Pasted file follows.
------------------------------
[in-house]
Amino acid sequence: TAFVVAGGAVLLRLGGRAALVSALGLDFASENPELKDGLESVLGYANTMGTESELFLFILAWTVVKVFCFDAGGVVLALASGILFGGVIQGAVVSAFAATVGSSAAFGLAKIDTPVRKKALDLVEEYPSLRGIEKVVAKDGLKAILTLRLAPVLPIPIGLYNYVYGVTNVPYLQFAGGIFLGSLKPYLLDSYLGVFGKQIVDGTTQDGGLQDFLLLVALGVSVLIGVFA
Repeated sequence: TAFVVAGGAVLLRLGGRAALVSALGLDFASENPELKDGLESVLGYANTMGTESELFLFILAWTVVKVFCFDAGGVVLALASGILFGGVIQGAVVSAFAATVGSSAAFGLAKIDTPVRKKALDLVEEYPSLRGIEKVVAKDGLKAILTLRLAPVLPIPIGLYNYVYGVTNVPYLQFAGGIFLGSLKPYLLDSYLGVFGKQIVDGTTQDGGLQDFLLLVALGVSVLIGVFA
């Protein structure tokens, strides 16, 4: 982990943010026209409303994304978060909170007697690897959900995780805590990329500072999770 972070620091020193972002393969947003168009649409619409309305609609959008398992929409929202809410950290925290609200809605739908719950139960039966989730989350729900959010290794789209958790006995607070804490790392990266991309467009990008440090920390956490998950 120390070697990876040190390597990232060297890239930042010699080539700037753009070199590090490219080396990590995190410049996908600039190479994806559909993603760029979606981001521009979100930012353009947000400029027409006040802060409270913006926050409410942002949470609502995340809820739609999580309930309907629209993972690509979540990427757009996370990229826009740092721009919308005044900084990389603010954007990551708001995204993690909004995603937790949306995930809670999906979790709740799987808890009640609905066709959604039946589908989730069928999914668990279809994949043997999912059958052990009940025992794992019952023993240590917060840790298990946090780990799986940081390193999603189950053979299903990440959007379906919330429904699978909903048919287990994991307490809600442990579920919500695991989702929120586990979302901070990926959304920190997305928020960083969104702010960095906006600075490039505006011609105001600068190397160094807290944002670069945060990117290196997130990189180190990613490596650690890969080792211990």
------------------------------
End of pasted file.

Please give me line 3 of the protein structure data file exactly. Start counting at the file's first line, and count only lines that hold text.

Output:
Repeated sequence: TAFVVAGGAVLLRLGGRAALVSALGLDFASENPELKDGLESVLGYANTMGTESELFLFILAWTVVKVFCFDAGGVVLALASGILFGGVIQGAVVSAFAATVGSSAAFGLAKIDTPVRKKALDLVEEYPSLRGIEKVVAKDGLKAILTLRLAPVLPIPIGLYNYVYGVTNVPYLQFAGGIFLGSLKPYLLDSYLGVFGKQIVDGTTQDGGLQDFLLLVALGVSVLIGVFA